“The purpose of business is to create and keep a customer.”
“The aim of marketing is to know and understand the customer so well the product or service fits him and sells itself.”
Its not difficult to find support for what appears to be an ultimate truth; customer-centricity is THE central element of business success. Since virtually every business leader espouses this truth, it must be great to be a customer!
Unfortunately, in practice, fragmented roles and accountabilities for the wide range of activities associated with “being in business” tend to create issues. Surprisingly few organizations actually behave in a way that’s customer-centric and, as you know, being a “customer” is often frustrating. According the national reporting body for the American Customer Satisfaction Index (ACSI), customer satisfaction “continues on the path it has been for quite some time now: in the aggregate, it is going nowhere.”
Issue: Customer – Object versus Person
After having the chance to work with the leaders of many dozens of companies, I’ve noticed a distinguishing feature of organizations that engage with customers in a way that fuels continued innovation and economic success. It starts with how leaders and people throughout with organization think about and talk about their customers.
According to dictionary.com, customer means…
- A person who purchases goods or services from another; buyer; patron.
- Informal. A person one has to deal with: a tough customer; a cool customer.
The foundation of this definition is “person.” A customer is a person or, in the case of business-to-business, often a network of people. A distinguishing characteristic of organizations that sustain success with customers is their ability to engage with customers as people. This seems like it should be easy. However, even casual conversations with leaders in many businesses reveal that the organization is focused on customers not as people but as objects.
According to dictionary.com, “objectify” means…
- To present or regard as an object
- To make objective, external, or concrete.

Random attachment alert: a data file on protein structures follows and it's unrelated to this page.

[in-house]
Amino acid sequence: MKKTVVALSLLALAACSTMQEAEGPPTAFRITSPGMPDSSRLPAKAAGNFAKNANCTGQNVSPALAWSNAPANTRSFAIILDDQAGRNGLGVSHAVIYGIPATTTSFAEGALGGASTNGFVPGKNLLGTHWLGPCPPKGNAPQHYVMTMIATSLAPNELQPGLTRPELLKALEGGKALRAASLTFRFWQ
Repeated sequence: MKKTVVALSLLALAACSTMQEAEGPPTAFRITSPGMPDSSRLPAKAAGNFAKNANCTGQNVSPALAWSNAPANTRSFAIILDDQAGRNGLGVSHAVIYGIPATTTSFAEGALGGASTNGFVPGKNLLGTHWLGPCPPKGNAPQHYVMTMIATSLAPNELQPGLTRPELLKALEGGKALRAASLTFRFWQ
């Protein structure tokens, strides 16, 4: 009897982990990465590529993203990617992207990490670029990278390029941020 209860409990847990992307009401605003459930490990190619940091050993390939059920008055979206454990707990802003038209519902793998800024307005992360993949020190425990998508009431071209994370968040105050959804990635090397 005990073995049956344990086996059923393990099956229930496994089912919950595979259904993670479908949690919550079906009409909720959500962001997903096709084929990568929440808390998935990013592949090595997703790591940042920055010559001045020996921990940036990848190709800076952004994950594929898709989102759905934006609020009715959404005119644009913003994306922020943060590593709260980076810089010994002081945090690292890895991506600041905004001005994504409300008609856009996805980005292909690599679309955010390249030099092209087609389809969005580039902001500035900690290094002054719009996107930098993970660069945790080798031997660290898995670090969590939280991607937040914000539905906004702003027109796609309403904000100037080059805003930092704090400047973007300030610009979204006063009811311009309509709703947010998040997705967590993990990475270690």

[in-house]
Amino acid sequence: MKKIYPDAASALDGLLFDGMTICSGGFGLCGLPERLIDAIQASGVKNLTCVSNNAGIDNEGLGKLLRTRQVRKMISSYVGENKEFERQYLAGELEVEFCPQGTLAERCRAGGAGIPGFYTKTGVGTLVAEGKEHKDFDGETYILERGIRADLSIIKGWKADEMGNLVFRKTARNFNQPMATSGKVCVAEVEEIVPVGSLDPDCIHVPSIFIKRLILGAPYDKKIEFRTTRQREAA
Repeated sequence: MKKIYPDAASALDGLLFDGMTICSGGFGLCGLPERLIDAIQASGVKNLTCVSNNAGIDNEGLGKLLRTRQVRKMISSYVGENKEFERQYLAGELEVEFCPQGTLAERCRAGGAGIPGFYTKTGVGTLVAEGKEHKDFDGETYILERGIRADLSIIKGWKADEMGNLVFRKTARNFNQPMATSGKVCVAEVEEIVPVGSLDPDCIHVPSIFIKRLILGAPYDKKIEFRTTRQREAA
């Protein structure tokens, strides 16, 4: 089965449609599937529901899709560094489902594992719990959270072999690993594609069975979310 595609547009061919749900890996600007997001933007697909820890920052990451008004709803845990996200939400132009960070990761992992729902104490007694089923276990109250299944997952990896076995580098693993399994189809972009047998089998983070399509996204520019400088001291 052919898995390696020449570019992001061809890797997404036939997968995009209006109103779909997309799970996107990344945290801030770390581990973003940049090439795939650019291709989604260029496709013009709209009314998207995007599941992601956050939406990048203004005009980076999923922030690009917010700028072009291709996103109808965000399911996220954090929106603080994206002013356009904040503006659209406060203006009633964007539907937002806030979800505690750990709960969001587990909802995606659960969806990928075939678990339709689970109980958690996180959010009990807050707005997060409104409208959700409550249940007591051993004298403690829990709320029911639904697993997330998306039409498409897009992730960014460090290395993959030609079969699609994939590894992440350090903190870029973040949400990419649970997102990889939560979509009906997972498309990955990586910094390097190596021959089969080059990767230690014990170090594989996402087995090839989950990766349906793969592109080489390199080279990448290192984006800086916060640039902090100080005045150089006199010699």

Objectifying people generally involves intentionally or unintentionally treating them as a means to an end, without any deep, visceral understanding of their lives, feelings, priorities or preferences. As a result, organizational behavior tends to be at best – reactive, and at worst, self-serving and manipulative.
There are several indicators of businesses that objectify customers. People in leadership positions don’t spend much time in open dialogue with customers about what they need and what’s working and not working about their experience. Insights about customers tend to be surface-level descriptions. Conversations about customers tend to be abstract and removed rather than concrete and personal. People on the front line may be following the process but, at best, “pretending to care.” The company might measure customer satisfaction with the company’s touch points but doesn’t really know what customers do end-to-end, how they make choices, and how the overall experience makes them feel.
These characteristics stand in stark contrast to businesses that appear immersed in their customers’ lives and, as a result, deliver a very personal, human experience. As consumers, we recognize these businesses. They range from the small and local (e.g., your favorite restaurant or local retail establishment) to the larger scale businesses of which my favorites include Chick-fil-A, Zappos, Nordstrom, Umpqua Bank, and Apple.
Personifying Customers: Empathy in Action
In order to create real loyalty and sustain customer-focused innovation, organizations need to adopt a discipline for personifying customers. This is even more critical as organizational transparency increases. Personifying customers includes structured ways to embed empathy in the core processes of customer discovery, design and delivery. Empathy is the identification with or vicarious experiencing of the situations, feelings, thoughts, or attitudes of another. The core processes include: